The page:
Q: Do you do you draw a line between the women's march [in January 2017] and the MeToo movement?

A: No, I think it's a natural arc. I think that march in 2017 was a stunned pushback to what had just happened in the election, and a sense of outrage and regret and grief that women hadn't woken up in time to stop a macro aggression descending on them in the face of the Trump presidency.

II's gone on, the boiling, the fury about that. But also I think there's a sense that women have played nice for too long.

They feel that [they're] still kept out of big jobs. If you look at the Fortune 500 companies and those tiny percentage of women who are running them. And in Congress in the United States it's 19 per cent still, we're stuck with 19 per cent [representation]. It doesn't seem to change.

Melinda French Gates, left, Charlie Rose and Tina Brown attend the 2011 Women In The World Conference at The Hudson Theatre in New York City. (Marc Bryan-Brown/WireImage/Getty)
And that's what I think the fury has been about, and it's led to this kind of outrage after the sexual harassment horrendous charges of Harvey Weinstein. It really just led women to think this just cannot stand. I mean, we know that it's not just this guy. This guy's a horrendous egregious pig, but there are so many more guys who are getting off and we're just not going to have it anymore.

So I think it's a very exciting time, actually, that women have so kind of joined together to say enough is enough.

Q: What determines if the MeToo movement endures. Where's the risk for this movement?

A: I think we are seeing a revolution. And revolutions get bloody and revolutions often get off the rails. So you're going to see corollary damage. You're going to see some decent men who are falsely accused. You are going to see some unfair reprisals. You will see some of that.

But I think that the larger picture is going to be a healthy one, in that the revolution needed to happen. And it is happening.

The staff at Vanity Fair discusses the layout of an edition of the magazine. (Tina Brown)

Q: You referred to Harvey Weinstein as a pig, and that's not just you looking at him from afar. This is a man you knew quite well.

A: I worked with him for two years when I left the New Yorker to edit Talk magazine. And yeah, he was a volcano — volcanic and abusive and a profane individual. Although I didn't see the sexual predations, I did see an extremely bombastic and an unattractive person at work. A big bully.

But you know, what he did has let loose this extraordinary cultural moment. It's ironic that he of all people should have ended up causing a sort of referendum on masculinity, and a lot of soul searching on the part of very decent men.

I mean, let's face it, there are tons of men who were just as appalled by this as women. And many of them asking themselves how can we make sure that can never happen to a woman again.

Q: And perhaps you thought you were talking to one of those decent men about a month or so ago when you sat down with Charlie Rose to talk about Harvey Weinstein. When you look at that interview in hindsight now, I wonder what that feels like?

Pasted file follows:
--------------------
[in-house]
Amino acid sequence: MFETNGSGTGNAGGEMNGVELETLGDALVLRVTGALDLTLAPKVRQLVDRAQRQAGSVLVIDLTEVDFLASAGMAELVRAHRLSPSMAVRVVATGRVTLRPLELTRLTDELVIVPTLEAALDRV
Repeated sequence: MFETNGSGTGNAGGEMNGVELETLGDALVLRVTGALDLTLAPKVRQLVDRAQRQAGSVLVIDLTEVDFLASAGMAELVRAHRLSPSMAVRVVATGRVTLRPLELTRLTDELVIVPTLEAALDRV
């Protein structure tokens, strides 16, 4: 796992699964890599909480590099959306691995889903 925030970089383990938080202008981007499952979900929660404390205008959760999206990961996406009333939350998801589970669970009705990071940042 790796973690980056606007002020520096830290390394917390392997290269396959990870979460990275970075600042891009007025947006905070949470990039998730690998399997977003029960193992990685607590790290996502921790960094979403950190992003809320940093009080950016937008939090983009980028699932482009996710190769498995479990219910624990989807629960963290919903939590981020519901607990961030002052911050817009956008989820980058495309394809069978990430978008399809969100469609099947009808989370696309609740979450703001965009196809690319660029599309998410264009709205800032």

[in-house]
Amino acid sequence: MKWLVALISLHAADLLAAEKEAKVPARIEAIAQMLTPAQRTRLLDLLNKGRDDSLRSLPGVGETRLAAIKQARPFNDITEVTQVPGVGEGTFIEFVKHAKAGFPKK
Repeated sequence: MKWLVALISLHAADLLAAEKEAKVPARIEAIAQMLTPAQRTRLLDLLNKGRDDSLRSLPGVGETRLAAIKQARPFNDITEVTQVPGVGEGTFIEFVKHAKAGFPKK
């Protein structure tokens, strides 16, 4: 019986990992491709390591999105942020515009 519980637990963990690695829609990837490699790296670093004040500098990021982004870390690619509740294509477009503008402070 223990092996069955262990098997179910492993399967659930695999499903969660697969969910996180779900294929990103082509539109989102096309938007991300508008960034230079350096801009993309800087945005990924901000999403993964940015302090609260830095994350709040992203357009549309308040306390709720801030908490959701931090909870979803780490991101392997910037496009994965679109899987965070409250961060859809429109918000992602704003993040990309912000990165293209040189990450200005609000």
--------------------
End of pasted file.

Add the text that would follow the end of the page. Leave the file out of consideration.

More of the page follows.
A: Well, it's pretty stunning. It's distressing when a friend, as he is … you suddenly find this whole other side of him that you didn't know about.

Charlie Rose and Tina Brown at the book party for The Vanity Fair Diaries. (Twitter)

But at the same time, these penalties have to happen. Because without the big penalties, it's going to go on — unless people look at themselves and think, 'My God, you know, if I don't stop doing this this could be me. I could be totally wiped out, my whole career, my whole legacy wiped out.'

Which is the most extraordinary thing we're seeing. I mean, the whole Charlie Rose legacy appears to be in complete jeopardy now, as does Louis C.K. or Kevin Spacey, the man who made the most amazing movies.

But at the same time, tragic though the death of talent might be, the fact is that this revolution had to happen.

Q: Fair price to pay?

A: Probably.

Being a woman and a boss

The staff of Tatler magazine in 1979 in their Mayfair office when Brown, centre, was editor. (Graham Morris/Evening Standard/Getty)

Q: You talked about soul searching … but there's nothing in [your book] about you being sexually harassed.

A: I was a boss from the age of 25, when I was editor of Tatler magazine in London. So I always had a certain amount of control over my own life. I certainly think that sexual harassment is only really completely bonafide when you are a person who does not have as much power as your harasser.

That wasn't the case with me because from a very young age I was the boss so I couldn't be harassed in that sense.

Brown, centre, with her staff at Vanity Fair in the mid-1980s. (Tina Brown)
There could have been, of course, if one of my own bosses had been like that, but they weren't. I mean, I had amazing bosses for 25 years.

What I did suffer from was a sense of having to all the time try harder and harder and prove myself more, and be even more of a striver than I was by nature, in order to get the same or less consideration, in the sense, than my male media counterparts.  

President Trump